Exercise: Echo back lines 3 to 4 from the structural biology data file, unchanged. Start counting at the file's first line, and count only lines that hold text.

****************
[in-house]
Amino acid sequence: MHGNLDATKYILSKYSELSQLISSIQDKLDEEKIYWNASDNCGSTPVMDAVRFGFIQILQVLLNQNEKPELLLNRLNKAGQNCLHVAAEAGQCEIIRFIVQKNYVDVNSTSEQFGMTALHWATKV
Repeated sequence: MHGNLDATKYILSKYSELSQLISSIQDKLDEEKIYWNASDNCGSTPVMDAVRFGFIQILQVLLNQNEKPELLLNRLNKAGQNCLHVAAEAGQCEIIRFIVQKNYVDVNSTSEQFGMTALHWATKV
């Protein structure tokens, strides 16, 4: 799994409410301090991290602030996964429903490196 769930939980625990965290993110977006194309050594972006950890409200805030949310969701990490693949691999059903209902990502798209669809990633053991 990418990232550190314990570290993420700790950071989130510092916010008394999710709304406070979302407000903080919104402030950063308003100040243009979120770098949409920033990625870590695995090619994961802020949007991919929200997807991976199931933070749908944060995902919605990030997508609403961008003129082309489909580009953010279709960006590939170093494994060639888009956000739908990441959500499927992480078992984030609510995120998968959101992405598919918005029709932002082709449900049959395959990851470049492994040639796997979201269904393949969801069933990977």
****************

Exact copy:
Repeated sequence: MHGNLDATKYILSKYSELSQLISSIQDKLDEEKIYWNASDNCGSTPVMDAVRFGFIQILQVLLNQNEKPELLLNRLNKAGQNCLHVAAEAGQCEIIRFIVQKNYVDVNSTSEQFGMTALHWATKV
């Protein structure tokens, strides 16, 4: 799994409410301090991290602030996964429903490196 769930939980625990965290993110977006194309050594972006950890409200805030949310969701990490693949691999059903209902990502798209669809990633053991 990418990232550190314990570290993420700790950071989130510092916010008394999710709304406070979302407000903080919104402030950063308003100040243009979120770098949409920033990625870590695995090619994961802020949007991919929200997807991976199931933070749908944060995902919605990030997508609403961008003129082309489909580009953010279709960006590939170093494994060639888009956000739908990441959500499927992480078992984030609510995120998968959101992405598919918005029709932002082709449900049959395959990851470049492994040639796997979201269904393949969801069933990977």